Dr. James Stanfield, Ed.D.

Stanfield Special Education Curriculum

VideoModeling® Programs

VideoModeling® is a ground-breaking teaching concept originated by the James Stanfield Company that’s used in thousands of public and private schools across America and Canada for special education needs.

Read More
Journaling, mediation, and intentional talk aren’t just for adults. 5 ways we can facilitate healthy management of mental health in our children.

James Stanfield Co.

My students were glued to the screen. Love Stanfield’s humor. This is the way to teach social skills.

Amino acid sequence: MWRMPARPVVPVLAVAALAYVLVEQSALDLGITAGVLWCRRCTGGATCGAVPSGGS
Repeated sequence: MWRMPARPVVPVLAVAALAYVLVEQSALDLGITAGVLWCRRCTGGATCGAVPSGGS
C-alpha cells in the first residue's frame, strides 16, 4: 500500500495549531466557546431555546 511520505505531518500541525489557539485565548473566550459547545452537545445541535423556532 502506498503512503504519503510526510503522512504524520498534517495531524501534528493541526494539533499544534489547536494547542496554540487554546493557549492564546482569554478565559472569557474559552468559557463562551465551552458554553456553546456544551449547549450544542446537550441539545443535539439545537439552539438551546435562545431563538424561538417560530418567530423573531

Susan Simon, Principal

Using Humor to Teach Social Skills

Humor = Retention

We believe you learn best when you laugh. By making the classroom experience more comfortable and enjoyable, humor can make teaching and learning more effective, especially for the K12 segment. At Stanfield, we use humor as an integral part of our curricula.

If you as a speaker don’t help your audience to remember your lessons, then you’re wasting everyone’s time. Humor… can help accomplish that needed retention…

Gean Perret, Screenwriter
Learn more
Newsletter Image
Newsletter Image
Sign Up to receive news alerts, special offers & promotions.
Sign up now!

As a thank you for signing up for emails, you’ll have advance notification of exclusive offers, new offerings, and more.